"This is an epidemic that is destroying our children and it must stop, and it begins with every individual one child at a time." she added. 

Dafne continued her presentation with facts and fugues which ultimately led to suicide in some cases.. She concluded her talk on how she over came from being victimized by a positive attitude, accepting oneself for who they are as a human being, and surrounding herself with people who care. 

Dafne Villasenor is finishing her education at Morton College and plans to continue studying at the University of Illinois majoring in business administration.    


Monday, April 20, 2015

Cicero finances continue to improve

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Cicero finances continue to improve

When Larry Dominick assumed the presidency of the Town of Cicero in 2005, the Town was saddled with outstanding indebtedness of $148.1 million, equal to a debt obligation of $1,765.68 per Cicero resident, according to the Town of Cicero Finance Department Director Don Schultz.

At the end of 2014 President Dominick has reduced this debt by 42%, to $85.9 million, or $1,024.25 per Cicero resident.  By the end of President Dominick's present term in 2017, total outstanding debt will be reduced by 53.4% to $69 million, or $823.03 per resident.

By the end of 2021, total indebtedness will be reduced by 78% to $32.4 million, or $386.69 per resident

"President Dominick's charge has been clear: 'Do not spend money you do not have and do not straddle future generations with present day debt’,” Schultz said.

Since 2005 and the administration of Larry Dominick, the Town of Cicero has not incurred any long term outstanding debt, but has instead worked to reduce and carefully eliminate the indebtedness incurred by prior administrations and to provide necessary and current services with available resources.

In furtherance of the Dominick administration's efforts to bring relief to Cicero taxpayers, the President and Town Board have passed along $80.8 million in property tax abatements since 2005.  These tax abatements lessened the tax burden by providing alternative sources of debt repayment without applying such payments to the tax bills of Cicero residents and businesses.

Dominick expanded services without raising taxes by implementing sound financial strategies. As a result, Cicero has received top national honors in financial reporting procedures five-years in a row from the Government Finance Officers Association of the United States and Canada (GFOA). Under Dominick, Cicero maintains a strong A-Plus (A+) rating from Standard & Poors.


Sunday, April 12, 2015

Man charged Sunday in beating death of 18-month old Cicero toddler

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Man charged Sunday in beating death of 18-month old Cicero toddler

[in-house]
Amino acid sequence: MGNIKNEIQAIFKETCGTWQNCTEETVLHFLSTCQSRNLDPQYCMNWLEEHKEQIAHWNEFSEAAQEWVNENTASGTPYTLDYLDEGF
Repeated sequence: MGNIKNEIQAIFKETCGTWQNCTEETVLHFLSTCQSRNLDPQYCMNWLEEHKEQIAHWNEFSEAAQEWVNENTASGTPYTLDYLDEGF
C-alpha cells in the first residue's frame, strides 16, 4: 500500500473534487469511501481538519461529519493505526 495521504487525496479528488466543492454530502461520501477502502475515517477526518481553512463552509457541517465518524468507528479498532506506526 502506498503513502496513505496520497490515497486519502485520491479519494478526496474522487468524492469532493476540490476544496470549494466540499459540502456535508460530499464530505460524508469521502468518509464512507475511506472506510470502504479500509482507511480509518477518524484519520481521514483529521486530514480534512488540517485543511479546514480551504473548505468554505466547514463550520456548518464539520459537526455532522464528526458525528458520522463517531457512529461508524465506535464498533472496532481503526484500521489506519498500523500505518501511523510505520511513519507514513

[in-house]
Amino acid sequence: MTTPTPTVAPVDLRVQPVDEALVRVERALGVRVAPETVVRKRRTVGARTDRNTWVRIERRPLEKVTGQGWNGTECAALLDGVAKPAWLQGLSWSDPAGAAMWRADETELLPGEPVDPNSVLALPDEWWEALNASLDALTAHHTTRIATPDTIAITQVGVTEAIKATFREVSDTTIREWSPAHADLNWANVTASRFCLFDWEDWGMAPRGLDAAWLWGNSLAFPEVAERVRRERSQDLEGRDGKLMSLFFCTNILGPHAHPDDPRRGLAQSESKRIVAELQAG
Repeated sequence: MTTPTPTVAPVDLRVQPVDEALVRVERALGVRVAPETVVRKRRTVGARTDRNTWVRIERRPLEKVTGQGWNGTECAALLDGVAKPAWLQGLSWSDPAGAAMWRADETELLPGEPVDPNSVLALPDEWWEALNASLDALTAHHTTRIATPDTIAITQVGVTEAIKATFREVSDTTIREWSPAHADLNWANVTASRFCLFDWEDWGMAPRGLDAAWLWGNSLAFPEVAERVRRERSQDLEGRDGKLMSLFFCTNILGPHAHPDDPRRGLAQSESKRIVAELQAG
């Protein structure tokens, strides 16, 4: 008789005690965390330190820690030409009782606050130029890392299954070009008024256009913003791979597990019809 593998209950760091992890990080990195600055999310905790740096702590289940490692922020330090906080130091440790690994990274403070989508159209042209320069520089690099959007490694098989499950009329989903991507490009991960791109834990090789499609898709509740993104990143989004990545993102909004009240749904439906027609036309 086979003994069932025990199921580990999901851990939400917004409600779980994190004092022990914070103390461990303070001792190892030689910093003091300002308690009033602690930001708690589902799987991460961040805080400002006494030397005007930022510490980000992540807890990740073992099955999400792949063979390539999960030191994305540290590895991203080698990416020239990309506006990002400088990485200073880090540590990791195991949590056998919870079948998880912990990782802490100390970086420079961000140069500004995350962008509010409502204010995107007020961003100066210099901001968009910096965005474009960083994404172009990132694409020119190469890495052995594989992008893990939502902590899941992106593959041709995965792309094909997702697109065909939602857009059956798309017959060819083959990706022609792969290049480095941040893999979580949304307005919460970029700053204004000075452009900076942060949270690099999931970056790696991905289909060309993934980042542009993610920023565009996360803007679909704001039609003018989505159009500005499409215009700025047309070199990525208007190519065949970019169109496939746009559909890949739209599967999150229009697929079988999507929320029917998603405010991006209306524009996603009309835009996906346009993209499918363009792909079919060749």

Martin Alvarado Jr., 23, charged in the
murder of 18 month old Edwin Eli O'Reilly
On Thursday April 9, 2015 the Cicero Police and Fire Dept. responded to a call of an unresponsive child in a home in the 1600 block of 49th Court. Edwin Eli O’Reilly, 18 months old, was rushed to MacNeal Hospital where the child succumbed to injuries and was pronounced deceased.

Cicero Police Detectives learned through a tireless investigative process that the child was in the care of 23 year old defendant, Martin Alvarado Jr. of the 1600 block of 49th Ct. Alvarado Jr. was identified as the boyfriend of the victim’s mother.

During the time the child was in the care and custody of defendant Alvarado Jr., the child was crying and suffered from loose bowel movements, investigators learned. As the defendant was in the process of changing the young victim’s diapers, the child urinated on Alvarado Jr.. This enraged the defendant and Alvarado Jr., who struck the baby multiple times about the body causing the child's death.  

During interviews with Cicero Police through Sunday, Alvarado Jr. made incriminating statements and gave a video-taped confession of his actions that caused the death of the child.

Police charged Martin Alvarado Jr., 23, was subsequently charged with First Degree Murder and is due in Bond Court on Monday morning, April 13, at the Maybrook Court House in Maywood Illinois.


Thursday, March 19, 2015

Cicero moves to develop Comprehensive Development Plan

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_A0A7332The Town of Cicero held its second public meeting to invite members of the public to offer their ideas and comments on the development of a new comprehensive plan for the development of the Town of Cicero.

The Cicero Comprehensive Plan is a citywide effort to update the Town’s existing comprehensive plan and provide the vision, goals and objectives for guiding the future of the community.